Jaguars’ losing legacy worries local investors

Jacksonville Civic Council Chair John Delaney says team’s lackluster performance on the field puts limit on optimism shareholders would like to see off the field

Fans of the Jacksonville Jaguars watch action during a game against the Houston Texans at TIAA Bank Field on Nov. 8, 2020 in Jacksonville, Florida. (Photo by Julio Aguilar/Getty Images) (2020 Getty Images)

JACKSONVILLE, Fla. – The Jacksonville Jaguars’ losing record this season isn’t only breaking the hearts of football fans. Shareholders say the football failures could also impact the development of Lot J, which would include apartment buildings, hotels, office spaces and entertainment options.

When the Jaguars made the playoffs for the first time in a decade in 2017, the River City was electric, with local enthusiasm hitting an all-time high. It’s a feeling fans haven’t experienced since the Jaguars lost the AFC Championship that season. And years before that, the Jaguars lost so many regular-season games that the NFL blacked out games because not enough tickets were sold.

That losing legacy is something to this day that worries local investors, who would rather put their money behind a winner or at least a strong competitor.

“When the team does well, the psyche of the town is elevated. There’s more commerce. More people are going to the games. It uplifts the spirit of the town. Poll numbers go up for local politicians. And it’s a winner all the way around,” said former Mayor John Delaney, who’s now the chair of the Jacksonville Civic Council, a group of 70 current and former CEOs of businesses with interest in developing downtown.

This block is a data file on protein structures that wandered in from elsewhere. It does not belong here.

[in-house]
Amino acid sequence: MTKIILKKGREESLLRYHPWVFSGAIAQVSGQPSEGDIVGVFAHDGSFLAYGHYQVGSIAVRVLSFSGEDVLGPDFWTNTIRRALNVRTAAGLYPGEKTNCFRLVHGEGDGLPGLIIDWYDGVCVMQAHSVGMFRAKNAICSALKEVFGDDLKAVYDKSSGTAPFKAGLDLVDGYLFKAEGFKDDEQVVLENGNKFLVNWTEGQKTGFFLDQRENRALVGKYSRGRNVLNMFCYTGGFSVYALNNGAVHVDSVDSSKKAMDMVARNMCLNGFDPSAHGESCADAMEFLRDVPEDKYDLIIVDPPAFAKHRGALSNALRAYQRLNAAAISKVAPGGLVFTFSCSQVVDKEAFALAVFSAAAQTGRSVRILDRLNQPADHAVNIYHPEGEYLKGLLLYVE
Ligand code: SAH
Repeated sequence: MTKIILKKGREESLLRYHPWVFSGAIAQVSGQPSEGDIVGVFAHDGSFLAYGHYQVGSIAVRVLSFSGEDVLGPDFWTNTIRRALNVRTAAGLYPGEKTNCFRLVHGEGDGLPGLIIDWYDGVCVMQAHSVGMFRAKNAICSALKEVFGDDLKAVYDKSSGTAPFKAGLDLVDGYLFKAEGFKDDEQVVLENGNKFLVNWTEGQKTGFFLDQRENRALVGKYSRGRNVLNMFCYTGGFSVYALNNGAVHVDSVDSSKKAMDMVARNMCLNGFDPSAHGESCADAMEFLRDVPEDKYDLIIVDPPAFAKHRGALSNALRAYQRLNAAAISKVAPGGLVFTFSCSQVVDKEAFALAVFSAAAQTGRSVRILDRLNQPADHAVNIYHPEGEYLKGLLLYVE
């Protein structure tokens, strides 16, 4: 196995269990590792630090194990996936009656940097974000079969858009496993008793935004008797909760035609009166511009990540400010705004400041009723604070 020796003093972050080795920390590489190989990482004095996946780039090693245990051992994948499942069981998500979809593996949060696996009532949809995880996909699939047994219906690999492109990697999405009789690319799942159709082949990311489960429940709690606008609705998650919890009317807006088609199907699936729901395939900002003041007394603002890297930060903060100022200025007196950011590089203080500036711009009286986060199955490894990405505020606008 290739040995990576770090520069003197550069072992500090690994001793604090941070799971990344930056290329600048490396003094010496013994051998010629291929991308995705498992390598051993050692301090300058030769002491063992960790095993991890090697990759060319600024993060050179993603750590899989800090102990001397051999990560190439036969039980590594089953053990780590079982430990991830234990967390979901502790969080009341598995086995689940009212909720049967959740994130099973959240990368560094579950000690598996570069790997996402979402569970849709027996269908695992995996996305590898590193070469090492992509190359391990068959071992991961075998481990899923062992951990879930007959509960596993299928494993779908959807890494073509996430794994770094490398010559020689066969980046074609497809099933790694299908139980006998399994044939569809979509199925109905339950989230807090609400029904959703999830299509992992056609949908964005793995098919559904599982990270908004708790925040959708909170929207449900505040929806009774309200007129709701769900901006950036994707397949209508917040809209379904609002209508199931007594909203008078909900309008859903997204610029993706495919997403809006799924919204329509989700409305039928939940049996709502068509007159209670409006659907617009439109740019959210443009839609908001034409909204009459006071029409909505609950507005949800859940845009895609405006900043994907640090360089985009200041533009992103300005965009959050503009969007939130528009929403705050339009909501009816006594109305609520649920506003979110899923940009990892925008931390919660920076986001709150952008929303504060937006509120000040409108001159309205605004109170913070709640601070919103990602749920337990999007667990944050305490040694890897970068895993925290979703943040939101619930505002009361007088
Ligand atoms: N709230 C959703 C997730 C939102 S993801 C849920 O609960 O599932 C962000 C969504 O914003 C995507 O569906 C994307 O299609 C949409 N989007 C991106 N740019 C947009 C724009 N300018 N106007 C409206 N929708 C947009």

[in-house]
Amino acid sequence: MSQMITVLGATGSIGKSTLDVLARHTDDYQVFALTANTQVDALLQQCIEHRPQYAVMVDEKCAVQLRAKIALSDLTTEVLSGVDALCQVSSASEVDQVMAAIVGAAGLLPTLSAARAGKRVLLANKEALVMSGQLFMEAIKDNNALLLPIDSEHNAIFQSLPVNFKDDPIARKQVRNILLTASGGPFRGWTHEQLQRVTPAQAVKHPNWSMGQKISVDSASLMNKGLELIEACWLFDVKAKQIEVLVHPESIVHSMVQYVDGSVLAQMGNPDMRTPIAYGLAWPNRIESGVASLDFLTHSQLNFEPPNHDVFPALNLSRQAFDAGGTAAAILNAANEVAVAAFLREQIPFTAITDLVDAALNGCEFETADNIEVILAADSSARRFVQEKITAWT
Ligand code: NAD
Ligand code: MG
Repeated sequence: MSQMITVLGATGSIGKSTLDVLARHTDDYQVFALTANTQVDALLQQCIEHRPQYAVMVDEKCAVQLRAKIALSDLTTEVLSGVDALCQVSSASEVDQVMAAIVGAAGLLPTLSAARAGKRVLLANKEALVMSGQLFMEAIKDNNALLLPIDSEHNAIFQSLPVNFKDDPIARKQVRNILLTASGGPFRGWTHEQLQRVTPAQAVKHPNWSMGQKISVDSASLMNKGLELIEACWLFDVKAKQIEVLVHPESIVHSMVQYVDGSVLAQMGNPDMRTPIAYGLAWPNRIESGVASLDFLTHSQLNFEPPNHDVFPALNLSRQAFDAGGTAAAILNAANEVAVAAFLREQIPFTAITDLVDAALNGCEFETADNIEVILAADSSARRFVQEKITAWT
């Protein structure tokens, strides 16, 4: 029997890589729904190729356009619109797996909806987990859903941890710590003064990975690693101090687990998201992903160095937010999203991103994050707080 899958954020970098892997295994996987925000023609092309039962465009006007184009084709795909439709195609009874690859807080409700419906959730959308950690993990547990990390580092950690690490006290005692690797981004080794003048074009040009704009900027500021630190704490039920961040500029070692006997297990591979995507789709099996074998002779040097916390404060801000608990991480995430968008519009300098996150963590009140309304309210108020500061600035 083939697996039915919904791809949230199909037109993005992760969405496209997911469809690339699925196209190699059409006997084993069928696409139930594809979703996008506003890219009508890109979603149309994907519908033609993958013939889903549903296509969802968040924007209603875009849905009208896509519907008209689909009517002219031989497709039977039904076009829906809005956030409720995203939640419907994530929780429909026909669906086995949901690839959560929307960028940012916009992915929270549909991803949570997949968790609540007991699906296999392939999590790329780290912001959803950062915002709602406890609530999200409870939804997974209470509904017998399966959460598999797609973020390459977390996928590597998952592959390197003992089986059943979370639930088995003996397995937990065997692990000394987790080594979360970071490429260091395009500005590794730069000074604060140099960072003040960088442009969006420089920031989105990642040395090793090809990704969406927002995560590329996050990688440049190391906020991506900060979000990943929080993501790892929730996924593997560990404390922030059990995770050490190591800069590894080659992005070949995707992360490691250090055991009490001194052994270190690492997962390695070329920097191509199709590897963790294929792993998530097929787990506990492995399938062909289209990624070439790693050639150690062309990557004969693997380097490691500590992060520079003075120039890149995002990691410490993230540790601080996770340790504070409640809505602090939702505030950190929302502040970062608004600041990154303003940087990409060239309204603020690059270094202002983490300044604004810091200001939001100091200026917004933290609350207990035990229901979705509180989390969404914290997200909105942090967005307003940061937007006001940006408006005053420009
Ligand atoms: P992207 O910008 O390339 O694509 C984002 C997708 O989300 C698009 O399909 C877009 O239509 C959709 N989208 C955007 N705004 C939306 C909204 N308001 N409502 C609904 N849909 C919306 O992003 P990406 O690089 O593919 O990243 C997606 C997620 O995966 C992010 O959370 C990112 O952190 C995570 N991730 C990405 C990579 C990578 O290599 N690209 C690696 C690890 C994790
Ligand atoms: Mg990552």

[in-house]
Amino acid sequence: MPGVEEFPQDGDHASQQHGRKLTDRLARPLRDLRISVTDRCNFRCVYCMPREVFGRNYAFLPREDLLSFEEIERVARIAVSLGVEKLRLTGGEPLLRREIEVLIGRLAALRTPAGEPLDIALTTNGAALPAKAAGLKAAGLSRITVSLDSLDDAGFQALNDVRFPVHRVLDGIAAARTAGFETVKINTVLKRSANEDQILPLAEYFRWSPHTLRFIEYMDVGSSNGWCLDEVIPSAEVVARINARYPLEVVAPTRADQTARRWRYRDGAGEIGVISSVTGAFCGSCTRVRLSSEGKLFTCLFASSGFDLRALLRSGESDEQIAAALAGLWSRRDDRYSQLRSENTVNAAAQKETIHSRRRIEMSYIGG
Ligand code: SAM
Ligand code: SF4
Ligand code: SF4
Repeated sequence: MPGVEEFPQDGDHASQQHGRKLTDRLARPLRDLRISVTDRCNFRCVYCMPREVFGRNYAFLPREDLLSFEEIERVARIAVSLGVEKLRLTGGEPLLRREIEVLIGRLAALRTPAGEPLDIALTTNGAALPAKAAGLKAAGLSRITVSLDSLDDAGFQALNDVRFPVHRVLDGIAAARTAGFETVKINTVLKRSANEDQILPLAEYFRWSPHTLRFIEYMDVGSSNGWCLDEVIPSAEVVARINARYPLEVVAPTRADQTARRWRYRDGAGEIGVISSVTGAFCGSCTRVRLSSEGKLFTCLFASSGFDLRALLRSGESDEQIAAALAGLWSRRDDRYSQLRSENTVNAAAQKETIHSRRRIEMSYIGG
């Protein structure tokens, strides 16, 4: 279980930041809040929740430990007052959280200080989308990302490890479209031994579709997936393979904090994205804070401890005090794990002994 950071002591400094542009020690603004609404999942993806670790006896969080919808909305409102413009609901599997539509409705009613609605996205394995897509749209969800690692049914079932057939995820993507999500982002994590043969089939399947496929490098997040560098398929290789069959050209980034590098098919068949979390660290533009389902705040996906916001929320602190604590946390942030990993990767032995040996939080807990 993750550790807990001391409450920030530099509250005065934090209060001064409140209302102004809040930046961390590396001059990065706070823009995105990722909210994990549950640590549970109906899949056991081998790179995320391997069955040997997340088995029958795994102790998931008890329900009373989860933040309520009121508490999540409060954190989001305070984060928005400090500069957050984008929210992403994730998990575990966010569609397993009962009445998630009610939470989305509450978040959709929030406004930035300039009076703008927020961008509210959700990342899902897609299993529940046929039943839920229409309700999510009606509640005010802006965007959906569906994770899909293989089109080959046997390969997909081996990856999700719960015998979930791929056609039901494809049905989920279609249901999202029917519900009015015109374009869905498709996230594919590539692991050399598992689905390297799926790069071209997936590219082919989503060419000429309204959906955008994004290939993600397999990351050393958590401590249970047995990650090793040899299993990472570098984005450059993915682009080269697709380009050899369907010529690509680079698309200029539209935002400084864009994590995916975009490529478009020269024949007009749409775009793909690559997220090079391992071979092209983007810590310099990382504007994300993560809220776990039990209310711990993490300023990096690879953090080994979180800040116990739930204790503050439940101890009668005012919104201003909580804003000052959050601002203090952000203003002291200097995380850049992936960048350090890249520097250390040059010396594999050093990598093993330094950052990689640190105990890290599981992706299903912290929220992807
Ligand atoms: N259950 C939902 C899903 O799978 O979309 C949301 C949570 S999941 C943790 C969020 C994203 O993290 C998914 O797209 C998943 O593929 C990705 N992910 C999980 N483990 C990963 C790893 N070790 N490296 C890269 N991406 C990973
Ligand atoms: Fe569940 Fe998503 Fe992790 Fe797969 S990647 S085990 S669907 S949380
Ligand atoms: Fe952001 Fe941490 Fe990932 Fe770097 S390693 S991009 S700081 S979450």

Delaney says winning football games would create positive national exposure for the city of Jacksonville, instead of the current football fiasco.

“You hate being the laughingstock or where you’re not even really paid attention to by the national media. But when the team made the playoffs run -- America likes Cinderella, so they like new -- we really were just a bad couple of referee calls from going to the Super Bowl just 2 ½ years ago, and that makes a lot of things easier in town,” Delaney said.

Fans say winning games would boost local pride.

″You got a look at your other winning teams, as well, and what their whole cities have done. You see these giant parades when they’re winning. Just the camaraderie around it, it brings everybody up when you win,” said Jaguars fan Hillary Mollo.

Jaguars fan Tucker Worsham said: “If we did have a winning team, I think that could help the revitalization of downtown possibly. I mean, right now it seems like it could be a waste of money. We have an outdated stadium that we don’t fill up every week, so I think there are a lot of good things that could come from a winning team.”

Delaney says top-level executives with the Jaguars have expressed the same concern about continuously losing and the optics of having one of the worst teams in the NFL. It’s likely just one of many reasons that Jaguars owner Shad Khan and the new general manager pick, when Khan makes one, may begin to clean house and start next season brand new.

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